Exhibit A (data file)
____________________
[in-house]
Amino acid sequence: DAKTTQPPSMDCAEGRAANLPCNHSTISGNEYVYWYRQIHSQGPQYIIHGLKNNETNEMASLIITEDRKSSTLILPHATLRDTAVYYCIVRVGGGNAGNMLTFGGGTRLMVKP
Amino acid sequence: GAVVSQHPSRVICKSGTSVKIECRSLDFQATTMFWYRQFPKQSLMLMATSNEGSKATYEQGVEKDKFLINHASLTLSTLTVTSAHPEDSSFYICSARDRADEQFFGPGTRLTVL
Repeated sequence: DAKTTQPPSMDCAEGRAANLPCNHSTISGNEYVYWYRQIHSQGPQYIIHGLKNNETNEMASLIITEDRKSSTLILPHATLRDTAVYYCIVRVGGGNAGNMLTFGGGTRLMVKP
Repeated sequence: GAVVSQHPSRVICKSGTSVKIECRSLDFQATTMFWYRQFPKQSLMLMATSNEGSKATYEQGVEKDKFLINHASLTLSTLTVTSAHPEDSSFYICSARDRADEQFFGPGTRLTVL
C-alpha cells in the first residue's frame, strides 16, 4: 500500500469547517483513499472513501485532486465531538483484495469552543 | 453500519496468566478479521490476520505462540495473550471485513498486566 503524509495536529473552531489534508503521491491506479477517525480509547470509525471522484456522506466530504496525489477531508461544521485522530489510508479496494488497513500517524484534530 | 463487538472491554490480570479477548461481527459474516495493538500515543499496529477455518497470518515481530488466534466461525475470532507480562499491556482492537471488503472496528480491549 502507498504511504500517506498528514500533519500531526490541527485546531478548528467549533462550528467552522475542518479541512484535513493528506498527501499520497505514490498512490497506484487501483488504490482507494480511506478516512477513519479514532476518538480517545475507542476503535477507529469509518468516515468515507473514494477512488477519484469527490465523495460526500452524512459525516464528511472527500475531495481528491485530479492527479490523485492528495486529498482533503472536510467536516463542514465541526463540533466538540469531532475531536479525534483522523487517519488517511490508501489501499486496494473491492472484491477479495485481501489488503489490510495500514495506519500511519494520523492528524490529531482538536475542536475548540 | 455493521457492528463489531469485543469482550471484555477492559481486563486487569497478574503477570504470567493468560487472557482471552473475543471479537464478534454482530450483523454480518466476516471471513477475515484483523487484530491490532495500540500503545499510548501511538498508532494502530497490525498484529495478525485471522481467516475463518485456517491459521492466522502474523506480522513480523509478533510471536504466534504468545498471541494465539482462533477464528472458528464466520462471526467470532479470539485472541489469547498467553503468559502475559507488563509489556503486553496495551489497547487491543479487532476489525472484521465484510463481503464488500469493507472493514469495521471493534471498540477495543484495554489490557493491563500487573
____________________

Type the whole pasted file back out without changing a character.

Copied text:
[in-house]
Amino acid sequence: DAKTTQPPSMDCAEGRAANLPCNHSTISGNEYVYWYRQIHSQGPQYIIHGLKNNETNEMASLIITEDRKSSTLILPHATLRDTAVYYCIVRVGGGNAGNMLTFGGGTRLMVKP
Amino acid sequence: GAVVSQHPSRVICKSGTSVKIECRSLDFQATTMFWYRQFPKQSLMLMATSNEGSKATYEQGVEKDKFLINHASLTLSTLTVTSAHPEDSSFYICSARDRADEQFFGPGTRLTVL
Repeated sequence: DAKTTQPPSMDCAEGRAANLPCNHSTISGNEYVYWYRQIHSQGPQYIIHGLKNNETNEMASLIITEDRKSSTLILPHATLRDTAVYYCIVRVGGGNAGNMLTFGGGTRLMVKP
Repeated sequence: GAVVSQHPSRVICKSGTSVKIECRSLDFQATTMFWYRQFPKQSLMLMATSNEGSKATYEQGVEKDKFLINHASLTLSTLTVTSAHPEDSSFYICSARDRADEQFFGPGTRLTVL
C-alpha cells in the first residue's frame, strides 16, 4: 500500500469547517483513499472513501485532486465531538483484495469552543 | 453500519496468566478479521490476520505462540495473550471485513498486566 503524509495536529473552531489534508503521491491506479477517525480509547470509525471522484456522506466530504496525489477531508461544521485522530489510508479496494488497513500517524484534530 | 463487538472491554490480570479477548461481527459474516495493538500515543499496529477455518497470518515481530488466534466461525475470532507480562499491556482492537471488503472496528480491549 502507498504511504500517506498528514500533519500531526490541527485546531478548528467549533462550528467552522475542518479541512484535513493528506498527501499520497505514490498512490497506484487501483488504490482507494480511506478516512477513519479514532476518538480517545475507542476503535477507529469509518468516515468515507473514494477512488477519484469527490465523495460526500452524512459525516464528511472527500475531495481528491485530479492527479490523485492528495486529498482533503472536510467536516463542514465541526463540533466538540469531532475531536479525534483522523487517519488517511490508501489501499486496494473491492472484491477479495485481501489488503489490510495500514495506519500511519494520523492528524490529531482538536475542536475548540 | 455493521457492528463489531469485543469482550471484555477492559481486563486487569497478574503477570504470567493468560487472557482471552473475543471479537464478534454482530450483523454480518466476516471471513477475515484483523487484530491490532495500540500503545499510548501511538498508532494502530497490525498484529495478525485471522481467516475463518485456517491459521492466522502474523506480522513480523509478533510471536504466534504468545498471541494465539482462533477464528472458528464466520462471526467470532479470539485472541489469547498467553503468559502475559507488563509489556503486553496495551489497547487491543479487532476489525472484521465484510463481503464488500469493507472493514469495521471493534471498540477495543484495554489490557493491563500487573